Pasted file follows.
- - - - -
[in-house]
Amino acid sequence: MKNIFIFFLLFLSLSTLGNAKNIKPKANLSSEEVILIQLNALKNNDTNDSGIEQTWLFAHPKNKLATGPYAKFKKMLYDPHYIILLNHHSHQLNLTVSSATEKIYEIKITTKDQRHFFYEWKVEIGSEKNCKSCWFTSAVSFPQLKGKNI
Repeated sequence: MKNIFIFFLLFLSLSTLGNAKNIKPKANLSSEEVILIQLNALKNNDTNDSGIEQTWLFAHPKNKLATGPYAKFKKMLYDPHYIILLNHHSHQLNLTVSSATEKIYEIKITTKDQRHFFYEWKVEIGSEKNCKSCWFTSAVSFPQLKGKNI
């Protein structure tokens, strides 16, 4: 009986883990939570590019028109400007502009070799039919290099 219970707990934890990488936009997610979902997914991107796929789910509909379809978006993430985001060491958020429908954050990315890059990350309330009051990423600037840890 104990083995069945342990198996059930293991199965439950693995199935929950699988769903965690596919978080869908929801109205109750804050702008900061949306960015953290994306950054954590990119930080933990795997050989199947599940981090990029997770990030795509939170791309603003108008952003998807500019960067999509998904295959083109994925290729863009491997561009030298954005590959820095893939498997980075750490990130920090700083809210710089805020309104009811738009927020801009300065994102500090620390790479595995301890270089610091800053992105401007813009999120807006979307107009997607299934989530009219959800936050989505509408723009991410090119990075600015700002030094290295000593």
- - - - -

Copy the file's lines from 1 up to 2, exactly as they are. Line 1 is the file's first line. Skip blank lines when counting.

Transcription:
[in-house]
Amino acid sequence: MKNIFIFFLLFLSLSTLGNAKNIKPKANLSSEEVILIQLNALKNNDTNDSGIEQTWLFAHPKNKLATGPYAKFKKMLYDPHYIILLNHHSHQLNLTVSSATEKIYEIKITTKDQRHFFYEWKVEIGSEKNCKSCWFTSAVSFPQLKGKNI